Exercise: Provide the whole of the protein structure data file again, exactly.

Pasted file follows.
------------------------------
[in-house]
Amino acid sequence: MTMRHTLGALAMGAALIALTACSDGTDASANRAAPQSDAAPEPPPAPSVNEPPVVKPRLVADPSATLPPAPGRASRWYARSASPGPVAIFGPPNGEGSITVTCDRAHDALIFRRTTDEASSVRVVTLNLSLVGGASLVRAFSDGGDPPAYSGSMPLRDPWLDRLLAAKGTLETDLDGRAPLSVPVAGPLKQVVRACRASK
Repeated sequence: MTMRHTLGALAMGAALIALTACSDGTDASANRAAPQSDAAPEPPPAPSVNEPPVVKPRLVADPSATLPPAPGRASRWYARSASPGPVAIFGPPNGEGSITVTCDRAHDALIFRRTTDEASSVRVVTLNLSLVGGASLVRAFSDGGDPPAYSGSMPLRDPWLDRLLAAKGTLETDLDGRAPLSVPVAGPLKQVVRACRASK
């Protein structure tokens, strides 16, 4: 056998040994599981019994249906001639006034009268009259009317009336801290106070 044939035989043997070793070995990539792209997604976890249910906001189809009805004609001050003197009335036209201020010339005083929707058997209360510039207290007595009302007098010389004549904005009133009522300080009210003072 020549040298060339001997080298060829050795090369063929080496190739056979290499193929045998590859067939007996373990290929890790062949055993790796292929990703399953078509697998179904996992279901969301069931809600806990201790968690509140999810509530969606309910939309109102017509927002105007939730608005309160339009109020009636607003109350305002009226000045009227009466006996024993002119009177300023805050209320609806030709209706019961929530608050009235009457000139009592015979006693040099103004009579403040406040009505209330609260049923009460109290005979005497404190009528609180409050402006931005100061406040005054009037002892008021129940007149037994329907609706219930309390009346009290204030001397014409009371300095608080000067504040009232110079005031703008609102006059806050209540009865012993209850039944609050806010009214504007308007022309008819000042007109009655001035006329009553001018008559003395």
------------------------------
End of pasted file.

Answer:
[in-house]
Amino acid sequence: MTMRHTLGALAMGAALIALTACSDGTDASANRAAPQSDAAPEPPPAPSVNEPPVVKPRLVADPSATLPPAPGRASRWYARSASPGPVAIFGPPNGEGSITVTCDRAHDALIFRRTTDEASSVRVVTLNLSLVGGASLVRAFSDGGDPPAYSGSMPLRDPWLDRLLAAKGTLETDLDGRAPLSVPVAGPLKQVVRACRASK
Repeated sequence: MTMRHTLGALAMGAALIALTACSDGTDASANRAAPQSDAAPEPPPAPSVNEPPVVKPRLVADPSATLPPAPGRASRWYARSASPGPVAIFGPPNGEGSITVTCDRAHDALIFRRTTDEASSVRVVTLNLSLVGGASLVRAFSDGGDPPAYSGSMPLRDPWLDRLLAAKGTLETDLDGRAPLSVPVAGPLKQVVRACRASK
């Protein structure tokens, strides 16, 4: 056998040994599981019994249906001639006034009268009259009317009336801290106070 044939035989043997070793070995990539792209997604976890249910906001189809009805004609001050003197009335036209201020010339005083929707058997209360510039207290007595009302007098010389004549904005009133009522300080009210003072 020549040298060339001997080298060829050795090369063929080496190739056979290499193929045998590859067939007996373990290929890790062949055993790796292929990703399953078509697998179904996992279901969301069931809600806990201790968690509140999810509530969606309910939309109102017509927002105007939730608005309160339009109020009636607003109350305002009226000045009227009466006996024993002119009177300023805050209320609806030709209706019961929530608050009235009457000139009592015979006693040099103004009579403040406040009505209330609260049923009460109290005979005497404190009528609180409050402006931005100061406040005054009037002892008021129940007149037994329907609706219930309390009346009290204030001397014409009371300095608080000067504040009232110079005031703008609102006059806050209540009865012993209850039944609050806010009214504007308007022309008819000042007109009655001035006329009553001018008559003395």